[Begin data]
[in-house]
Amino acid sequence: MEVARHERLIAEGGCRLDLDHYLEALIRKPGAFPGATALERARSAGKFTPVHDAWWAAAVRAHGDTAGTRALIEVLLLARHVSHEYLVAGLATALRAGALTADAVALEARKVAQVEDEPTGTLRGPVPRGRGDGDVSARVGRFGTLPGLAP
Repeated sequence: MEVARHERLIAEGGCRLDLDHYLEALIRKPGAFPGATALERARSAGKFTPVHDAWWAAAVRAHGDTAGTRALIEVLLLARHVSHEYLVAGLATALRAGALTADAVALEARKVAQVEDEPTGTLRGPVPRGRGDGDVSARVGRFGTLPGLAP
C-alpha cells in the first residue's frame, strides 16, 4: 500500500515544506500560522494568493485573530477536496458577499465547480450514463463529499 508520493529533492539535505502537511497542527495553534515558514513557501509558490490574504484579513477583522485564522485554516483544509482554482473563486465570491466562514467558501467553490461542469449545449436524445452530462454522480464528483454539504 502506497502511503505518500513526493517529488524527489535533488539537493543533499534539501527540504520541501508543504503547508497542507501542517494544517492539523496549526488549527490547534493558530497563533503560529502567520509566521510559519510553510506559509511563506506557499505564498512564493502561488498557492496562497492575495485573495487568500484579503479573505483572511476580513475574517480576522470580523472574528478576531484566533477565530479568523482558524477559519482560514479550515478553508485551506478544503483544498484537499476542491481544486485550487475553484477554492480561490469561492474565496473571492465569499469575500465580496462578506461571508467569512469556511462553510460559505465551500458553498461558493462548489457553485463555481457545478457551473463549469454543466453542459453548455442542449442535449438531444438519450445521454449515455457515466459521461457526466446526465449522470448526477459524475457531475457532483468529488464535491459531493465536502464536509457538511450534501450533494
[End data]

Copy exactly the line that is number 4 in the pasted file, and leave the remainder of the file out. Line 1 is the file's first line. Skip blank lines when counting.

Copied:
C-alpha cells in the first residue's frame, strides 16, 4: 500500500515544506500560522494568493485573530477536496458577499465547480450514463463529499 508520493529533492539535505502537511497542527495553534515558514513557501509558490490574504484579513477583522485564522485554516483544509482554482473563486465570491466562514467558501467553490461542469449545449436524445452530462454522480464528483454539504 502506497502511503505518500513526493517529488524527489535533488539537493543533499534539501527540504520541501508543504503547508497542507501542517494544517492539523496549526488549527490547534493558530497563533503560529502567520509566521510559519510553510506559509511563506506557499505564498512564493502561488498557492496562497492575495485573495487568500484579503479573505483572511476580513475574517480576522470580523472574528478576531484566533477565530479568523482558524477559519482560514479550515478553508485551506478544503483544498484537499476542491481544486485550487475553484477554492480561490469561492474565496473571492465569499469575500465580496462578506461571508467569512469556511462553510460559505465551500458553498461558493462548489457553485463555481457545478457551473463549469454543466453542459453548455442542449442535449438531444438519450445521454449515455457515466459521461457526466446526465449522470448526477459524475457531475457532483468529488464535491459531493465536502464536509457538511450534501450533494